In an era dominated by the pursuit of extremes, where maximum performance, ceaseless productivity, and relentless hustle culture vibes are not only valued but glorified, the modest concept of moderation might appear terribly passé. It lacks the intoxicating allure of excess, the breathless thrill of pushing boundaries, the lustrous glamour of living on the edge.
Moderation is less ‘grammable, less exceptional, less RAD. Yet, as ancient philosophers and contemporary researchers would argue, moderation—despite its humble, unassuming exterior—may hold the keys to a successful, balanced, and indeed, a zestful life.
Aristotle, in his Nicomachean Ethics, argued that a virtue is the mean between two vices: one of deficiency, the other of excess. This "doctrine of the mean" posits that living a virtuous and successful life involves finding this golden middle way. In our modern world, where the vices of deficiency and excess are often manifest as indolence or overwork, deprivation or gluttony, detachment or obsession, Aristotle's ancient wisdom is strikingly relevant.
Quality over Quantity
"Avoid extremes; and shun the fault of such, who still are pleased too little or too much." - Alexander Pope
Consider, for instance, our approach to physical well-being. A 2023 study by the Harvard T.H. Chan School of Public Health revealed that individuals who exercised regularly but moderately reported higher overall health scores and longevity markers than their counterparts who pursued high-intensity workouts with religious fervor. The study echoes a timeless adage, seldom observed in practice: quality over quantity.
Similar findings abound in the realms of nutrition and social engagement. Both abstaining from pleasure and overindulging can lead to discontent, the former resulting in deprivation, the latter in potential health risks. Socially, withdrawing from interactions can cause loneliness and depression, while constant engagement may lead to burnout. In each case, striking a balance—a moderate approach—promotes well-being.
Beyond physical and social health, moderation has also shown its merits in the professional sphere. Despite the pervasive "hustle culture" urging us to work incessantly for success, studies indicate that overwork leads not only to decreased productivity but also heightened stress levels and increased risk of burnout. Moderation in professional efforts, interspersed with rest and leisure, might, paradoxically, be a more efficient route to achievement.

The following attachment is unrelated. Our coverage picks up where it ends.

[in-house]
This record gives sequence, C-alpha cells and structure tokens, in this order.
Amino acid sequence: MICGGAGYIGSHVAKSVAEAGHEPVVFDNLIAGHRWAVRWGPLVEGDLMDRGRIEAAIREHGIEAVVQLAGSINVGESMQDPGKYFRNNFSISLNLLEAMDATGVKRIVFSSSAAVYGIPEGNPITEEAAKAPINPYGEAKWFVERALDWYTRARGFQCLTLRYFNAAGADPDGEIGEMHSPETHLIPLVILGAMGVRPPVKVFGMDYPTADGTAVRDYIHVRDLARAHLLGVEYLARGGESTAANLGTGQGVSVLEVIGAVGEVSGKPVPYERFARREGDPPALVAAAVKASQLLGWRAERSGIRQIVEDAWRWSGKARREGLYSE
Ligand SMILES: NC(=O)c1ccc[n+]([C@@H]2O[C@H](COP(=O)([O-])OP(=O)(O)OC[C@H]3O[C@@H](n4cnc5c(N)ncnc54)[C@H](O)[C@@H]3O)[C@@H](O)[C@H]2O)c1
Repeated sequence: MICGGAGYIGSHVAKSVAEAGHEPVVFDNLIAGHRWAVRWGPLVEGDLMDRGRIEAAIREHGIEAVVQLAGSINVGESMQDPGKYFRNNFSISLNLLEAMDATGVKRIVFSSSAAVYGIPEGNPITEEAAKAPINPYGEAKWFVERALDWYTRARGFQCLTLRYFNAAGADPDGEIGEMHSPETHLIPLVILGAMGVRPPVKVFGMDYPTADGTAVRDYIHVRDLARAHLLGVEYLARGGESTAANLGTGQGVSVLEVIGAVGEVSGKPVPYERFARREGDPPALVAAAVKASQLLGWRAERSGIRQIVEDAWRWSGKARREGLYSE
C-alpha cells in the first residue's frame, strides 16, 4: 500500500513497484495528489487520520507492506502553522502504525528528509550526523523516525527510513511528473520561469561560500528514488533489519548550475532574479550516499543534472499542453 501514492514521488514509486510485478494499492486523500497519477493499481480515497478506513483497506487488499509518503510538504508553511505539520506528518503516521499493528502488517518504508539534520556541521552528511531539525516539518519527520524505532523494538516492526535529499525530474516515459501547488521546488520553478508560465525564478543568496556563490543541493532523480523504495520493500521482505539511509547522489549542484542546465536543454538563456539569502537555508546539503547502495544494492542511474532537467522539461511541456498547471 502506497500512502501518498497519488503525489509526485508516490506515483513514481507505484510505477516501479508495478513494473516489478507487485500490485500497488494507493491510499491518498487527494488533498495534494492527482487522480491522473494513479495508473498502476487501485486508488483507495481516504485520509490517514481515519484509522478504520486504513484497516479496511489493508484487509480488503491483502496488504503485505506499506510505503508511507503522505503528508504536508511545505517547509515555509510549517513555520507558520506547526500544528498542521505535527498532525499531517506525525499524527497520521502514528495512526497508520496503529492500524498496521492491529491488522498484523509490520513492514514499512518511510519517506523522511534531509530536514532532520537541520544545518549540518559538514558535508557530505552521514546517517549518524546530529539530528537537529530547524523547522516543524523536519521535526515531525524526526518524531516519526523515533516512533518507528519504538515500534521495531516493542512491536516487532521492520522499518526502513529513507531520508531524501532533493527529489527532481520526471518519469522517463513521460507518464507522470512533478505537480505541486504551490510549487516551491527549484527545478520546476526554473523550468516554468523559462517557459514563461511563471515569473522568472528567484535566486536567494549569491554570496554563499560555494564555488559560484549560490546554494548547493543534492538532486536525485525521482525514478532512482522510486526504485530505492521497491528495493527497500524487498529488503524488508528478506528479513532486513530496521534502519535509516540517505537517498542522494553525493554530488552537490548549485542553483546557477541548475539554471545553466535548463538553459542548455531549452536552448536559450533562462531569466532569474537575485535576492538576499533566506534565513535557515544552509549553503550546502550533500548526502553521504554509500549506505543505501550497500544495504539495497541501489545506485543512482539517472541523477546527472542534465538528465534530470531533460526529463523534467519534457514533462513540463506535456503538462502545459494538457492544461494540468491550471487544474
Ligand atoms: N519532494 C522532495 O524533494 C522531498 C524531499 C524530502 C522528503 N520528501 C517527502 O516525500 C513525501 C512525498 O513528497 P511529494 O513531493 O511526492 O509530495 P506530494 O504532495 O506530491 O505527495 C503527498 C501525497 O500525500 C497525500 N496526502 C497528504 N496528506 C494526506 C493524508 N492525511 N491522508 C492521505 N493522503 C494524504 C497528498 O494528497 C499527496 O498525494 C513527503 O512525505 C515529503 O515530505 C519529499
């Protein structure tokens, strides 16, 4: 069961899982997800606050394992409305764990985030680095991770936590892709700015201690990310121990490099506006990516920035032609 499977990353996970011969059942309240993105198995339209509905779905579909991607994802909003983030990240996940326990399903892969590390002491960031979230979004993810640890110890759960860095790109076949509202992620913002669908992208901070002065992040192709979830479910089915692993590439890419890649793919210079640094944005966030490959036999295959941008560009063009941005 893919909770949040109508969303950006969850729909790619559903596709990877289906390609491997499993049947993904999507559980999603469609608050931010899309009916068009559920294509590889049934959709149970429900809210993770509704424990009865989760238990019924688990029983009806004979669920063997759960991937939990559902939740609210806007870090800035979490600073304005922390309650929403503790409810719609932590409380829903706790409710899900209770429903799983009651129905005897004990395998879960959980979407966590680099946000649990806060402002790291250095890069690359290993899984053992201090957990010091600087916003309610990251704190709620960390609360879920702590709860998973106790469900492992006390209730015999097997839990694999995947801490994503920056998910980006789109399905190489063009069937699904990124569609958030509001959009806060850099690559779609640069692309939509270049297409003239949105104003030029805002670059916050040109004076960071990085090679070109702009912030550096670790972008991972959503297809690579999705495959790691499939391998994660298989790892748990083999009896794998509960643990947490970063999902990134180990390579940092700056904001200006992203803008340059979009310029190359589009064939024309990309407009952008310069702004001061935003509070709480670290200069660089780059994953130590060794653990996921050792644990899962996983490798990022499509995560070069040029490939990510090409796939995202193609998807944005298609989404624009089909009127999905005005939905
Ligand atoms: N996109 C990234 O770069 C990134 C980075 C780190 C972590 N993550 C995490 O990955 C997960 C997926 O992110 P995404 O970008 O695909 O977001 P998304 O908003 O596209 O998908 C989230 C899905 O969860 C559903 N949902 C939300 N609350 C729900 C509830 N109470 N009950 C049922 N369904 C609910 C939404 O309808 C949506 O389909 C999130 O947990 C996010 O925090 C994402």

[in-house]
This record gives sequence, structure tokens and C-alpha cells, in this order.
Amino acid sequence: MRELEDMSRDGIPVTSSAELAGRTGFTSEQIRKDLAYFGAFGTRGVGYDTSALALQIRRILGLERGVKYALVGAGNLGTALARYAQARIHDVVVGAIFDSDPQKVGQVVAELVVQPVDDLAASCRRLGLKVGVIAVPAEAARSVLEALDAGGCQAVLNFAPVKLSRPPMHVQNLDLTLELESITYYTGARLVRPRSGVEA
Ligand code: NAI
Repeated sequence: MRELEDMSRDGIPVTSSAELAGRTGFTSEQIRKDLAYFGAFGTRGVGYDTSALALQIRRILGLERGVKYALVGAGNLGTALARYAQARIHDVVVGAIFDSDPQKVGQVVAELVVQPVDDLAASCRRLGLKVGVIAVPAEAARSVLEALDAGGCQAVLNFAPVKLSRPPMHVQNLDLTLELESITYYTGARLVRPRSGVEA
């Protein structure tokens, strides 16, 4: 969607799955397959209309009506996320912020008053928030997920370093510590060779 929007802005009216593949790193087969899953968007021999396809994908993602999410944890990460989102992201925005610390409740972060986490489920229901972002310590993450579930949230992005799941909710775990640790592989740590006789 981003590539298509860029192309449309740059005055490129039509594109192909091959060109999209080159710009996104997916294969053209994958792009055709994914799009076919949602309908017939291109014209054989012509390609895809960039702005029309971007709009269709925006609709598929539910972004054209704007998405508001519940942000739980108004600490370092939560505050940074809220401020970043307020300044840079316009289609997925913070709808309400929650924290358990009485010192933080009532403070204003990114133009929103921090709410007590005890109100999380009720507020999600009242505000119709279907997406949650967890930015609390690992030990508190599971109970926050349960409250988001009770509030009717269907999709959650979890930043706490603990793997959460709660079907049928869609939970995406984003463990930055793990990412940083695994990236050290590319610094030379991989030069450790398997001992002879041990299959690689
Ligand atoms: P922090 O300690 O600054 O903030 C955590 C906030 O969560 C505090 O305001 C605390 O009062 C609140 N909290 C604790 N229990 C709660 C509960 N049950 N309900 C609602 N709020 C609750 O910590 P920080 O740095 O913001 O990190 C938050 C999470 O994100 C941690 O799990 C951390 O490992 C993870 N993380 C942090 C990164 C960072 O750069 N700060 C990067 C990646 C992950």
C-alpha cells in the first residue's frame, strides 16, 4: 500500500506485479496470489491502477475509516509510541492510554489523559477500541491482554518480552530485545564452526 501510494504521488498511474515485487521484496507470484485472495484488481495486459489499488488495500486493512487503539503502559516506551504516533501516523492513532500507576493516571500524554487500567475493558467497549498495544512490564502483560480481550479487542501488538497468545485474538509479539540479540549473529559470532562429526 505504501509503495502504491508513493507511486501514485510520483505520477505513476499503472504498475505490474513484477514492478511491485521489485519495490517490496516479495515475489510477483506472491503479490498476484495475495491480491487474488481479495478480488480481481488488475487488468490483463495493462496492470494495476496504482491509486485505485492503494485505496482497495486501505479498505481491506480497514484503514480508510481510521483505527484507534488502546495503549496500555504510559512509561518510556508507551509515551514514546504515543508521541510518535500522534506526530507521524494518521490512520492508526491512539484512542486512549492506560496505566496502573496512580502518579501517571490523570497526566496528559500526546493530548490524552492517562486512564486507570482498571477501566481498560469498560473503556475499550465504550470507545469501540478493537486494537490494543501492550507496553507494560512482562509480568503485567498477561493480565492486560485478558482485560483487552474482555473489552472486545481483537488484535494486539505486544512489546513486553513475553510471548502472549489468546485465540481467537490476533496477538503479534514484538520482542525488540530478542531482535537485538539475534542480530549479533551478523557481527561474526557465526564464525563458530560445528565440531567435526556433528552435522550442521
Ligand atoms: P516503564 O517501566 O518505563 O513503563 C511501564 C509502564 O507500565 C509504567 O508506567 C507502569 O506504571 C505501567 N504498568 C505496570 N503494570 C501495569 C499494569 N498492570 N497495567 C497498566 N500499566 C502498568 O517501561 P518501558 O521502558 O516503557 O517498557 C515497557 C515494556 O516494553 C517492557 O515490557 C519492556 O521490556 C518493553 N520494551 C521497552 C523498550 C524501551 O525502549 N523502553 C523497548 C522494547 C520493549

Moderation in all things, especially moderation." - Ralph Waldo Emerson
To embrace moderation is not to reject ambition, pleasure, or passion. On the contrary, it encourages us to relish them sustainably, extending their benefits over a lifetime rather than a fleeting moment. It advocates for consistent and steady progress rather than a hasty rush towards an arbitrary finish line. It is the gentle reminder to pause, breathe, and experience life in its fullness without storming headlong into the tumult of excess or retreating into the shadows of deficiency.
True, moderation may not deliver the adrenaline rush of extreme living, the manic thrill of living life on a razor's edge. But it offers something quieter, yet more enduring—a harmony of mind, body, and soul; a deep, abiding satisfaction; and a resilience that buffers the inevitable storms of life.
So, while it might not be as flashy as its counterparts, it's time we give moderation its rightful place in the spotlight—it is, after all, a strategy for the long game, a blueprint for a successful life that is as fulfilling as it is enduring.